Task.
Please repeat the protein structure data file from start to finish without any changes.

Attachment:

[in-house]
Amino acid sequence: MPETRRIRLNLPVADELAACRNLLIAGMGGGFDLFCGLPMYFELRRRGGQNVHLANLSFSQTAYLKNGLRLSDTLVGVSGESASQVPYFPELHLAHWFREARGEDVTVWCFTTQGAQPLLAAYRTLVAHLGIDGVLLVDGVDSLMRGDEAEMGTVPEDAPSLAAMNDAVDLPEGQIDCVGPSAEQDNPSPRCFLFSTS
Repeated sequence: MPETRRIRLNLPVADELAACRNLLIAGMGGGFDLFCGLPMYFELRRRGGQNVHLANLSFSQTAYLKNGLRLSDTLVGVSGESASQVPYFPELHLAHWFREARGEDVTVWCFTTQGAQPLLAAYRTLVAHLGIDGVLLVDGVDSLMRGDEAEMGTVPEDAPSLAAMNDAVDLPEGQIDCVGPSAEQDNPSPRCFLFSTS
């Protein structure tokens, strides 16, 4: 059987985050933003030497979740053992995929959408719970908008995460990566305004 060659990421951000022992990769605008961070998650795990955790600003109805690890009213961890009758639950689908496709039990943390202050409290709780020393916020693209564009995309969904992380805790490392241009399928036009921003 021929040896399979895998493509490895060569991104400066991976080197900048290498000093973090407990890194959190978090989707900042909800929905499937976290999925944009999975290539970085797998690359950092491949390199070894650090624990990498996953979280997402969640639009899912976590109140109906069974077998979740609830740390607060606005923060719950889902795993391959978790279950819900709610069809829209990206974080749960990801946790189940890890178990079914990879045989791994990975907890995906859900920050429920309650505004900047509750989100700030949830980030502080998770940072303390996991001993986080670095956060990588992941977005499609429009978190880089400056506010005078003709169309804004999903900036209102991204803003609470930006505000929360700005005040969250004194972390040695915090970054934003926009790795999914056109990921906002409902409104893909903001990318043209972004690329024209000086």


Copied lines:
[in-house]
Amino acid sequence: MPETRRIRLNLPVADELAACRNLLIAGMGGGFDLFCGLPMYFELRRRGGQNVHLANLSFSQTAYLKNGLRLSDTLVGVSGESASQVPYFPELHLAHWFREARGEDVTVWCFTTQGAQPLLAAYRTLVAHLGIDGVLLVDGVDSLMRGDEAEMGTVPEDAPSLAAMNDAVDLPEGQIDCVGPSAEQDNPSPRCFLFSTS
Repeated sequence: MPETRRIRLNLPVADELAACRNLLIAGMGGGFDLFCGLPMYFELRRRGGQNVHLANLSFSQTAYLKNGLRLSDTLVGVSGESASQVPYFPELHLAHWFREARGEDVTVWCFTTQGAQPLLAAYRTLVAHLGIDGVLLVDGVDSLMRGDEAEMGTVPEDAPSLAAMNDAVDLPEGQIDCVGPSAEQDNPSPRCFLFSTS
């Protein structure tokens, strides 16, 4: 059987985050933003030497979740053992995929959408719970908008995460990566305004 060659990421951000022992990769605008961070998650795990955790600003109805690890009213961890009758639950689908496709039990943390202050409290709780020393916020693209564009995309969904992380805790490392241009399928036009921003 021929040896399979895998493509490895060569991104400066991976080197900048290498000093973090407990890194959190978090989707900042909800929905499937976290999925944009999975290539970085797998690359950092491949390199070894650090624990990498996953979280997402969640639009899912976590109140109906069974077998979740609830740390607060606005923060719950889902795993391959978790279950819900709610069809829209990206974080749960990801946790189940890890178990079914990879045989791994990975907890995906859900920050429920309650505004900047509750989100700030949830980030502080998770940072303390996991001993986080670095956060990588992941977005499609429009978190880089400056506010005078003709169309804004999903900036209102991204803003609470930006505000929360700005005040969250004194972390040695915090970054934003926009790795999914056109990921906002409902409104893909903001990318043209972004690329024209000086």